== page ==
With spring crops comes some familiar spring pests. The following notes may help avoid being shocked by unwelcome infestations later on.
by Dan Gilrein - firstname.lastname@example.org
This very tiny pest causes big damage, such as odd stunting, bronzing and distortion of new growth, often surprising growers who report it appearing “suddenly.” It can indeed be hard to detect early as symptoms are initially subtle, can be spotty (single varieties or just a few plants affected), or resemble those caused by environmental or cultural factors. The pale mites are nearly invisible to the naked eye though more or less easily seen under magnification (10x+). They are often found wandering on foliage when humidity is high, but when dry I look for the eggs, which are pale white or nearly translucent and oval in outline with small raised dots. Broad mites are most associated with vegetatively propagated plants like New Guinea impatiens, some begonias, some ivies, etc., though given a chance they will thrive on seed-grown plants too. While not an advocate of unnecessary preventive insecticides, this is one case where treatment may be justified particularly for hanging baskets as developing infestations can go undetected for too long. Treating plants in cell trays prior to transplanting is one approach that also reduces cost. Keep in mind only certain miticides are labeled for broad mite; those with systemic or translaminar activity include Avid (or Sirocco, generics), Pylon, Savate (formerly Judo), or Kontosthat may be better where coverage is difficult. Akari, SanmiteSC (not for Nassau/Suffolk Counties, NY), and Magus (not for roses) can be effective where coverage is good. We had very good results with a horticultural oil in one trial and M-Pede (or other insecticidal soap) can also be used. Note plant sensitivities on these labels and avoid placing baskets drenched with Kontos over sensitive crops like zonal geranium, if runout will occur. Preventive releases of predatory mites (N. cucumeris, A. swirskii) can also be done, but be sure to keep the sachets (if using) touching the foliage so mites can get to work immediately, and not have to cross a wasteland of media. Foliage of adjacent plants should be also touching to allow mites to move easily among plants. Always verify the biocontrols are alive and arrive in the expected number; report any issues to suppliers immediately. Incidentally, cyclamen mite is a related species that causes (generally) similar damage. I don’t see this nearly as often on bedding plants, though controls are generally similar to those for broad mite.
Broad mite damage (leaf curl, stunting, bronzing) to gerbera.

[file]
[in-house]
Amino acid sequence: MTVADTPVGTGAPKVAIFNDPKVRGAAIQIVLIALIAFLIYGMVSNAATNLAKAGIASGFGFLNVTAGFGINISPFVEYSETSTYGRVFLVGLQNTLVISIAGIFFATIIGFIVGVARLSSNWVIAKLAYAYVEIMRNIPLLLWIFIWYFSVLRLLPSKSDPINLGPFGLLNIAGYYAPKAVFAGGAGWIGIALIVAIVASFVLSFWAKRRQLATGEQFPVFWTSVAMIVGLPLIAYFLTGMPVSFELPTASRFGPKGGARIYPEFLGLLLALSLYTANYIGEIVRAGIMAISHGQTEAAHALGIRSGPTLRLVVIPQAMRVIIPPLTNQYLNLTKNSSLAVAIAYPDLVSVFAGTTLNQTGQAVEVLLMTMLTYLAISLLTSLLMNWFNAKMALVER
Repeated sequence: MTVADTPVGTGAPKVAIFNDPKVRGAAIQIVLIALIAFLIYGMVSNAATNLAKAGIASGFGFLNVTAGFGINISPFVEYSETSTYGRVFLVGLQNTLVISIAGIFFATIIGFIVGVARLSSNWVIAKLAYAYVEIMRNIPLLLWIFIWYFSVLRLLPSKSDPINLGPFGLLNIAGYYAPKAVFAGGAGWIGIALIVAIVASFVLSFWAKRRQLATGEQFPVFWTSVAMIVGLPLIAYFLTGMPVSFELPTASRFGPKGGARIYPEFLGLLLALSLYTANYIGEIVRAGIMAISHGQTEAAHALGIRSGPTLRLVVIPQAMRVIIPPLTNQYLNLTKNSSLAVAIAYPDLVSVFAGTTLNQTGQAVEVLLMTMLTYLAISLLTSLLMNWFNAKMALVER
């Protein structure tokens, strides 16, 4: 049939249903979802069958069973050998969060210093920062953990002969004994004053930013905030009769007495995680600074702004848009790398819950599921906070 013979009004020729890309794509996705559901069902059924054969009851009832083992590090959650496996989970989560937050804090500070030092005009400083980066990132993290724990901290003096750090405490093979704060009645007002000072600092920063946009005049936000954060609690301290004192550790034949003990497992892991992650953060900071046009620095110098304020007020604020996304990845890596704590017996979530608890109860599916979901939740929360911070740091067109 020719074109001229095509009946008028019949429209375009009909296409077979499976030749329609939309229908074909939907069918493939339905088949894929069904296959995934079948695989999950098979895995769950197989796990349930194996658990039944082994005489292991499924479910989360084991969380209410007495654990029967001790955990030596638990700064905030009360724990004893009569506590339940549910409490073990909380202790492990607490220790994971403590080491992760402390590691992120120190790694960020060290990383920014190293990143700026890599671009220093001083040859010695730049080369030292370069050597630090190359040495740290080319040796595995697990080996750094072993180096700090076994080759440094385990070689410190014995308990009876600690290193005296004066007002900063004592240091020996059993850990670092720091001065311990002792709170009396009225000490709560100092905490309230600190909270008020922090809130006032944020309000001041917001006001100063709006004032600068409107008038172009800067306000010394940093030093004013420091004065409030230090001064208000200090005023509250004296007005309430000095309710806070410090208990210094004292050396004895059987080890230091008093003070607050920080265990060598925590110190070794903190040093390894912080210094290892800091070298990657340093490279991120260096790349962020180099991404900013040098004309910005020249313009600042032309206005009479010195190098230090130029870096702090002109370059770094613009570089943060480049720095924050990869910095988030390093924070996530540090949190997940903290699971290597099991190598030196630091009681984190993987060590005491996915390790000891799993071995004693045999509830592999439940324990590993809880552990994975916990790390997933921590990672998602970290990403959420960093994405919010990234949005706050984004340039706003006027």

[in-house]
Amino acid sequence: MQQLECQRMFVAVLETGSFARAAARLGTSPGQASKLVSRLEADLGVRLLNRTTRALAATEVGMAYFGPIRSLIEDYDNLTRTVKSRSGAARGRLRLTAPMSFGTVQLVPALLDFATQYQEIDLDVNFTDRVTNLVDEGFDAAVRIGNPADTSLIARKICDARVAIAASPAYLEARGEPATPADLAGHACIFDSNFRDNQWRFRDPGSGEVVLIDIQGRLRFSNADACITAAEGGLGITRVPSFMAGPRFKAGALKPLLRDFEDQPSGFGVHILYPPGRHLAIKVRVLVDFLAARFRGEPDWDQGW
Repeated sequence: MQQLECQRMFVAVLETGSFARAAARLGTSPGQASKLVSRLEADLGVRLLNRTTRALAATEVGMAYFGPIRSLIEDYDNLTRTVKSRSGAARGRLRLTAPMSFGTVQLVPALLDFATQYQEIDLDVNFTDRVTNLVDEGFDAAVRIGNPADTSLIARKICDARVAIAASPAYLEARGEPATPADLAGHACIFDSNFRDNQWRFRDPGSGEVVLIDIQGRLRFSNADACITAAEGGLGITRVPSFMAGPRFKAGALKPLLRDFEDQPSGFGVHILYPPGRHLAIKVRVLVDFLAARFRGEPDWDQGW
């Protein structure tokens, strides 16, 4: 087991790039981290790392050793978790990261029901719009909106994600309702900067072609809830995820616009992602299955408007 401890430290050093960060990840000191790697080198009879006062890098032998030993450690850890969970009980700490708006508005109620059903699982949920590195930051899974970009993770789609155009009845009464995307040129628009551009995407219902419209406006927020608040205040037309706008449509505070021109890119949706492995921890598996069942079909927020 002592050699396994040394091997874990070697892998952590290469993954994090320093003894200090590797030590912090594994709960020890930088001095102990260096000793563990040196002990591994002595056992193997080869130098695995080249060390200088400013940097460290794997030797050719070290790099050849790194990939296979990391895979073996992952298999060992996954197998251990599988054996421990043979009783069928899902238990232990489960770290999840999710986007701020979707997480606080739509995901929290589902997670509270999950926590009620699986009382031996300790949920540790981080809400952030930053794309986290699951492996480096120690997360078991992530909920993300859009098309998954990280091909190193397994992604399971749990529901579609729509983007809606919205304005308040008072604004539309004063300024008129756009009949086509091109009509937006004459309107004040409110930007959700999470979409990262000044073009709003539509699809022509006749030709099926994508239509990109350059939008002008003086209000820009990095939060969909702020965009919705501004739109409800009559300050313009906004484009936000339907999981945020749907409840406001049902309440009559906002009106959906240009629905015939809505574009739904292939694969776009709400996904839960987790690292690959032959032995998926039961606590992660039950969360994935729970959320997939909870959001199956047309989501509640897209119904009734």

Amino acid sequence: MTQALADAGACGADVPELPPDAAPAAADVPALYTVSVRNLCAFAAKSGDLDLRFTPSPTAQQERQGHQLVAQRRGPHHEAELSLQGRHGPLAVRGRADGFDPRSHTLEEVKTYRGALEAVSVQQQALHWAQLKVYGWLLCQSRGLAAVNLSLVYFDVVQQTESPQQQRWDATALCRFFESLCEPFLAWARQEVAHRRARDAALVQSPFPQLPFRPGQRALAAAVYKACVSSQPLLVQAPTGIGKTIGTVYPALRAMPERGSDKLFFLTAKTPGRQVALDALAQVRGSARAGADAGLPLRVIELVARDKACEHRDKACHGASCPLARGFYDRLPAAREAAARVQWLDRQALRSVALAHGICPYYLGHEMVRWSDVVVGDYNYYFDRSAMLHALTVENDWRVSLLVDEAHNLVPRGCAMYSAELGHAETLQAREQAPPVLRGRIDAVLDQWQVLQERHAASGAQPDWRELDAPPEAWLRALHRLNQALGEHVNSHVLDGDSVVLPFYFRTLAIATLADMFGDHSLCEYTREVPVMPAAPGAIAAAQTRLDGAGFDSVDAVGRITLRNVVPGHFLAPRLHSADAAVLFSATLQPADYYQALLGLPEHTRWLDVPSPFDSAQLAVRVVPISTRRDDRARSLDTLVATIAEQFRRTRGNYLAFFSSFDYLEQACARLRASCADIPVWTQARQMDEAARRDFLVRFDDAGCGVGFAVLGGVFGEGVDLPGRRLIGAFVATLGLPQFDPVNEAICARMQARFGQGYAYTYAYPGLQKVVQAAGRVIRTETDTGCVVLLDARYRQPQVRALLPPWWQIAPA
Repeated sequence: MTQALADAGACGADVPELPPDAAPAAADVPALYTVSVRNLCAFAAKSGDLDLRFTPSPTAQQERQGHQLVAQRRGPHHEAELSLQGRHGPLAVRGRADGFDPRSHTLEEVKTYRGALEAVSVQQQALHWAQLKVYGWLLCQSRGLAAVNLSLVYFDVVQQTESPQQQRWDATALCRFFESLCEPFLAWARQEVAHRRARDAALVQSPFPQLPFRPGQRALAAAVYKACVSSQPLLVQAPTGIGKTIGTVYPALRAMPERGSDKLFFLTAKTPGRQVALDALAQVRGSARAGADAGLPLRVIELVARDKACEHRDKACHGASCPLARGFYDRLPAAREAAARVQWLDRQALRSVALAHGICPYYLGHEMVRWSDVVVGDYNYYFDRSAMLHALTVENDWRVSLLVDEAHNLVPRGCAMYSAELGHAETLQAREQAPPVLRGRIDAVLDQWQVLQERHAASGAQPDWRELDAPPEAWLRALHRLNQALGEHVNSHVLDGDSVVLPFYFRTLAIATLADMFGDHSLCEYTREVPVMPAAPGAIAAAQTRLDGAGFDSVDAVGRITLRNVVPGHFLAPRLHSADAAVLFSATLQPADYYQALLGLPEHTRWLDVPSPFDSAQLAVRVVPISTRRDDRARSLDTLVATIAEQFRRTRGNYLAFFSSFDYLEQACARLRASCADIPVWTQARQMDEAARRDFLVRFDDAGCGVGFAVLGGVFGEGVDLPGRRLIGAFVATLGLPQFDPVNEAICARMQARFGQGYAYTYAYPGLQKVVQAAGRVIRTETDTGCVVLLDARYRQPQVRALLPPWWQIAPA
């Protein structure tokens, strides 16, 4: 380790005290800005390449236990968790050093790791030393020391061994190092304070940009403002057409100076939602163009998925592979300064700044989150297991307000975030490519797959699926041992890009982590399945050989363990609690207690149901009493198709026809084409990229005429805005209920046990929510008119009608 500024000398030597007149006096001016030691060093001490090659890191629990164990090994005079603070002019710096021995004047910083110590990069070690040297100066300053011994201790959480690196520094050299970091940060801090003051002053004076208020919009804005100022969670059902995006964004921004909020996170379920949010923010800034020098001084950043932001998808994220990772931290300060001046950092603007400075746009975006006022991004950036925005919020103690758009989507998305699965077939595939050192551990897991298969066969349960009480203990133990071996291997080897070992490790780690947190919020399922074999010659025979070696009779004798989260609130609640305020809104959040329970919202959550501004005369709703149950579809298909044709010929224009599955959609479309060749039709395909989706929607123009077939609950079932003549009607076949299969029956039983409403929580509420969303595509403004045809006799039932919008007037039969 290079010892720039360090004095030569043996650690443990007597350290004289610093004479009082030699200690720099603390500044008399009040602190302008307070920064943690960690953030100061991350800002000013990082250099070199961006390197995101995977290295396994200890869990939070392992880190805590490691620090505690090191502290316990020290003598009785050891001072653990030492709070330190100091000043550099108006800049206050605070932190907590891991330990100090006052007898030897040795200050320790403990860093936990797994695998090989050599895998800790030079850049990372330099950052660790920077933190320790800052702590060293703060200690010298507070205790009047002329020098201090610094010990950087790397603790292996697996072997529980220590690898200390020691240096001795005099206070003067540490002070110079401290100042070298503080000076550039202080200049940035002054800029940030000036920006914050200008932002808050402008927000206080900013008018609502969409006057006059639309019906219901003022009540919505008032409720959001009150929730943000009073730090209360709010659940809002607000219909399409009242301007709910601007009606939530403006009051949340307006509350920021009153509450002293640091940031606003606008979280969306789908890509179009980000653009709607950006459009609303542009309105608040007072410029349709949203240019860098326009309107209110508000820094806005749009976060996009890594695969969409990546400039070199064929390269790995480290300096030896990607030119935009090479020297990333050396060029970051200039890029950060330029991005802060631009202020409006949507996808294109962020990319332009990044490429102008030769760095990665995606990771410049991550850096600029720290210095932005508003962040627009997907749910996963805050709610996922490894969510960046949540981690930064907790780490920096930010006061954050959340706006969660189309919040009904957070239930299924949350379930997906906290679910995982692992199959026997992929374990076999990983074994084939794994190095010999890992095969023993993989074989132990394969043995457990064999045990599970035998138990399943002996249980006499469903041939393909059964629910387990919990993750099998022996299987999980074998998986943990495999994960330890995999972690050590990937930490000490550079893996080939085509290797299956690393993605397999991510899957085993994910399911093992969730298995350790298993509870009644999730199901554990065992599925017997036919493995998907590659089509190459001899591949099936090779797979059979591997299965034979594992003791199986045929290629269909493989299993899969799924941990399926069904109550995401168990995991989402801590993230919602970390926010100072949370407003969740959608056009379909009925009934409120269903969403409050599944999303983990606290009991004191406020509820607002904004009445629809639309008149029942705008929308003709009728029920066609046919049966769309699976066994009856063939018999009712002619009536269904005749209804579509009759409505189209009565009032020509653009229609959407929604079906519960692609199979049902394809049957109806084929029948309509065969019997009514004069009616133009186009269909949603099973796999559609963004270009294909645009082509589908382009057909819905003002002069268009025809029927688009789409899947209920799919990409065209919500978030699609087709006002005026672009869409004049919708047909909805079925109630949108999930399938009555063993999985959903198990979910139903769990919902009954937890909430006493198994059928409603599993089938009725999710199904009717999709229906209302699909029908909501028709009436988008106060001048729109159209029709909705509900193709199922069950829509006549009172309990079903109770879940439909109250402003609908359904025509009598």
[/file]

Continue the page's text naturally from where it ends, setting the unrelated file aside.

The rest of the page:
Bronzing injury under begonia leaf from broad mite.
Broad mites and four eggs.
Aphids on callies
At least three and possibly four species of aphids are responsible for many complaints about aphid infestations on calibrachoa in recent years, including potato, foxglove (which can cause foliar distortion), green peach and tobacco aphids. Sometimes two or more are present at the same time. Drenches with imidacloprid prior to hanging may fail for a variety of reasons, such as poor root uptake on just-planted plugs, leaching, and possibly tolerance or resistance, so for plants destined for baskets one can make another reasonable case for preventive treatments to flats prior to transplanting, particularly in light of some reports of difficulty with aphid biocontrols on this crop. Aria and Endeavor are particularly effective materials for aphids with some translaminar activity; Kontos, Mainspring, and the high label rate of Avid (or generic) are also effective with some translaminar or systemic activity. Horticultural oil and insecticidal soap can be used but require good contact, and if neonicotinoids (TriStar, Marathon, Safari or generics) are an option they generally have moderate to excellent efficacy against aphids. Again note sensitive plants on some labels.
Severe stunting and leaf distortion on begonia from broad mite infestation.
Tobacco aphids and cast ‘skins’ on calibrachoa.
Western flower thrips
We’ve been watching a small population of WFT in our greenhouse thriving on powdery mildew (the thrips will feed on the spores) while showing little interest in or damage to the foliage itself. This is another of the insidious ways WFT can maintain itself through winter until our regular crops come on in the next couple of weeks. (Outdoor thrips sources don’t seem to be an issue for us until late in summer or early fall.) We plan to attack the situation shortly employing insecticides, appropriate fungicide treatments, and removing and bagging at least the early flowers (with thrips inside). Current cool conditions and short daylength are not yet favorable for biocontrols which are best used more preventively. Some of the more effective treatment choices for WFT include Overture, Pylon, Mainspring, Hachi-Hachi (not for NY), Mesurol and possibly Conserve/Entrust assuming resistance is not an issue. Pedestal and Kontos target immature stages and can be helpful in rotation. Be sure to note plant sensitivities on labels. We’ll keep these infested plants away from new crops until sure the thrips population is very low. Immediately following treatment, blue or yellow sticky cards will be set up and we’ll watch for early signs of damage (scarring or distortion) on young leaves to help indicate how well we’re doing. Once plants are large, canopies are dense, and bloom starts control becomes much more difficult.